Inspiring Generosity: Is The Offering Plate Relevant? You Respond: Pro


Is The Offering Plate Relevant? You Respond: Pro

Hole-lee smokes! That was amazing. And, no, I am not referring to last night’s Ted Lasso series finale sobfest.
What I am talking about are your responses to last week’s post: Is the Offering Plate Relevant?
Goodness gracious. Y’all had some feelings about the offering plate. Even though I inadvertently provided an incorrect email (sorry about that), you found a way to let me know your opinion.
“And the winner is…”
Surprise! There’s no clear-cut winner either for or against the beloved, the not-so-beloved, or the gosh-I-feel-ambivalent about the offering plate.
First of all, thank you for sharing your thoughts. Secondly, I'm organizing your comments in some orderly fashion since everyone can benefit from reading them. They'll be edited for clarity and length.
This week, let’s hear from the proponents of the offering plate:
Rev. Ryan S.
If you're going to pass the plate, it needs to be done with intentionality. If it's done because "that's what we've always done" then it loses its significance. 
At Newman UMC, we have an invitation to the offering that often highlights a ministry or a theological point. Folks are invited to consider the ways they can give – not just financially – to their church, family, and community. It's also when we collect written prayer requests and welcome cards. 
Passing the plate is also a low commitment opportunity to get new folks involved in worship or to give children a part in worship. Regarding children helping, it builds a foundation in them that giving is important and something that is done with care and thought…
I have also witnessed our unhoused churchgoers give with cash. Many do this because they don't have access to banking or a reliable smartphone that's connected to data/wifi. But they still want to contribute something! 
Also, I have some anecdotal evidence that it increases giving. When I was assigned to Trinity UMC in Toledo they didn't have a tradition of passing the plate. Once we instituted it our giving increased. 
For me, worship doesn't feel complete without passing the plate. Giving is such an important part of who we are as followers of Jesus that it ought to be done in the context of Holy Worship and celebrated with a bit of meaningful ritual. The plates are an outward physical reminder of an inward blessing (similar to our sacraments). 
I'm glad y'all are having this conversation. I hope it stays loving and productive. 
[Cesie: Ryan, why of course! This is a “Ted Lasso” kind of community…always loving, always productive.]
Gail S.
We’re still passing the plate. I personally agree with the Pros [in last week’s blog]. Passing the weekly plate is a reminder that all we have comes from God.
While we pay our pledge four times a year, there are many special offerings.   
I vote for keeping this symbol! 
Rev. Paul C.
After we reopened from the pandemic, we did not pass the offering plate for well over a year, mostly due to health concerns. But later we reconsidered this, both for financial reasons and for liturgical/religious reasons. We realized that we did take in more money when we passed the plate (from visitors, for example) and it reminded members to give.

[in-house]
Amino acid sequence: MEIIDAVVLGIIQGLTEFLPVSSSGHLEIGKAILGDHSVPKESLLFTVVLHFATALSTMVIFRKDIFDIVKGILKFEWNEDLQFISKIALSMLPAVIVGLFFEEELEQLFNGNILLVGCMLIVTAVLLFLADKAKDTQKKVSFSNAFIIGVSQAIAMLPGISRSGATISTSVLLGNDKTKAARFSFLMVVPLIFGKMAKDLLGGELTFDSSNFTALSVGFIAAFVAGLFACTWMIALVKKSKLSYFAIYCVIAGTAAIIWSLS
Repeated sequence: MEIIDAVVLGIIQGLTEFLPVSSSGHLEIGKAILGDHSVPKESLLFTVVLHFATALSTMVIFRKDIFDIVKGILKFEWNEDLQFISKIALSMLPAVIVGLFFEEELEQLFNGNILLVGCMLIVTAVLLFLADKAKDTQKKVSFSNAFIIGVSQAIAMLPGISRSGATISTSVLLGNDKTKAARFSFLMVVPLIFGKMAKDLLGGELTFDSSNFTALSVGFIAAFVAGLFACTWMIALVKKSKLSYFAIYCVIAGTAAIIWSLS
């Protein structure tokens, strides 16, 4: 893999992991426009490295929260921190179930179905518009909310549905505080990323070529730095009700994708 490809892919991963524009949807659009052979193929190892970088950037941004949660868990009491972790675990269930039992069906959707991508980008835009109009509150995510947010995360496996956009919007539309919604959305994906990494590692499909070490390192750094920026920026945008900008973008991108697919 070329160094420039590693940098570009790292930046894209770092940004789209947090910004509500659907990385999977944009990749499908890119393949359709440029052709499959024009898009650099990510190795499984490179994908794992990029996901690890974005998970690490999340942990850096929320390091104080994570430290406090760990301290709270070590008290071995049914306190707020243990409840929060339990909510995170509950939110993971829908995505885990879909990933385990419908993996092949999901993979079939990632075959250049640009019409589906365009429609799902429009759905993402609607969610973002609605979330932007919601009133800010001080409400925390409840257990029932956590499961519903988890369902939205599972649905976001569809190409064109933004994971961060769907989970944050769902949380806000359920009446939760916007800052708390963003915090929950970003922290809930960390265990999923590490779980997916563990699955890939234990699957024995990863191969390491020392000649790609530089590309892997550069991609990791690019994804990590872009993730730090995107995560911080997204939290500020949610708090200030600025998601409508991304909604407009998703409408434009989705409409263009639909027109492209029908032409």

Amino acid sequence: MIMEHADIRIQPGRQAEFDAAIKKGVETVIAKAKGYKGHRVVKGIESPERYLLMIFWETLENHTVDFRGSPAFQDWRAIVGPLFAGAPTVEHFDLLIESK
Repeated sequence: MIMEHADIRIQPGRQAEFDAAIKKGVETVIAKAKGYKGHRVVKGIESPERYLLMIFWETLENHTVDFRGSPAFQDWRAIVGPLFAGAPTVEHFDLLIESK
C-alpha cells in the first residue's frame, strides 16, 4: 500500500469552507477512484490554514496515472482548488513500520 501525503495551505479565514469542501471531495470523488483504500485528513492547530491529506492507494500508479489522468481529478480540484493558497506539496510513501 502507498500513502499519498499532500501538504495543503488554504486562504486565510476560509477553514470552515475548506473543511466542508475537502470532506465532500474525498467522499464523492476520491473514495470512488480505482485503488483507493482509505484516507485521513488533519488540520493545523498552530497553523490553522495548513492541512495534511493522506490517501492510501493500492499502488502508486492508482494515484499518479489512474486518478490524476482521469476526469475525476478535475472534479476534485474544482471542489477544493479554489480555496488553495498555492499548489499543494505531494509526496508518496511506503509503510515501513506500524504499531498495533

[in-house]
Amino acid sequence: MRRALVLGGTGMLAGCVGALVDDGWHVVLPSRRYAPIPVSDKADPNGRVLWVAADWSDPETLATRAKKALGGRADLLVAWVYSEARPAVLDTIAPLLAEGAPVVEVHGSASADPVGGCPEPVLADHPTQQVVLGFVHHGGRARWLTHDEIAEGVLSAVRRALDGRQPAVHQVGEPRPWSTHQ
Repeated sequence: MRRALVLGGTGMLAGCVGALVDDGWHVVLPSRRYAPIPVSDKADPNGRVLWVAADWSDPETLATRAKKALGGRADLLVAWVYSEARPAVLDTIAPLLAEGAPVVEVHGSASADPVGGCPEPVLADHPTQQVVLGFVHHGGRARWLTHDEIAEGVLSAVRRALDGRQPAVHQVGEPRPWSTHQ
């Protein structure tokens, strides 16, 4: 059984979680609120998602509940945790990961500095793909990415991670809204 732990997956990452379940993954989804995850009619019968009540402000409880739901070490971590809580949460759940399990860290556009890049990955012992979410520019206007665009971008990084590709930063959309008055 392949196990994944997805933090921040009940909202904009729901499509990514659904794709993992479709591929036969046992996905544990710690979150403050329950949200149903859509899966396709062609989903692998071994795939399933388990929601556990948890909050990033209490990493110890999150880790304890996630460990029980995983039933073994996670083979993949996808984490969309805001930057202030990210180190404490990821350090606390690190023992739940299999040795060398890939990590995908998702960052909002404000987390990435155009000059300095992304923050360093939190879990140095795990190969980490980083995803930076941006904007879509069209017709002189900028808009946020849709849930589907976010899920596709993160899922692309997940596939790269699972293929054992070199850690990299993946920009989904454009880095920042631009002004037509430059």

Also, we realized that passing the plate, bringing forward the offering, and placing it on the altar while singing the doxology were religiously important elements of our worship celebrating our giving to God and the church' s ministry as a fitting response to God's grace to us. 
Personally, I believe it is essential to Christian worship, quite apart from the question of whether it brings in more money or not. It highlights the need for responsible stewardship of our money.

Here's a comment that serves as a great reminder:
Rev. Lura K-M
I want to stress that I do not think there is a wrong or right answer to whether congregations pass the offering plate. …I'm not interested in telling other congregations/pastors what to do. One thing I'm looking forward to in retirement is getting to deal a lot less with all the "every church/pastor should do x."
Amen, Sister Lura.
 That’s a lot to digest for this week. Next week, let’s get to the “cons” and the following week we’ll look at the “gosh-I-feel-ambivalent” comments about the offering plate.
In the meantime, take a moment to reflect on this prayer by Saint Ignatius of Loyola,
You have given all to me.
To you Lord, I return it.
Everything is yours; do with it what you will.
Give me only your love and grace,
That is enough for me.

Image by John Hain at Pixabay.

Cesie Delve Scheuermann (pronounced “CC Delv Sherman,” yes, really) is a Stewardship Consultant for the OR-ID Annual Conference. She is also a Senior Ministry Strategist with Horizons Stewardship. For 25 years, while working as a volunteer and part-time consultant, she has helped raise over three million dollars for numerous churches and non-profit organizations.

In honor of Ted Lasso here are two words for you: Goldfish and (spoiler alert) Willis.
You can reach Cesie at inspiringgenerosity@gmail.com, at CesieScheuermann.com, or at cesieds@horizons.net. Want to schedule a meeting? She’s got you covered!
Schedule a meeting now.
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Cesie Delve Scheuermann
Cesie Delve Scheuermann is consultant in grant writing and stewardship/development working with the Conference. From 2008-12 she was the Conference Lay Leader for the Oregon-Idaho Annual Conference.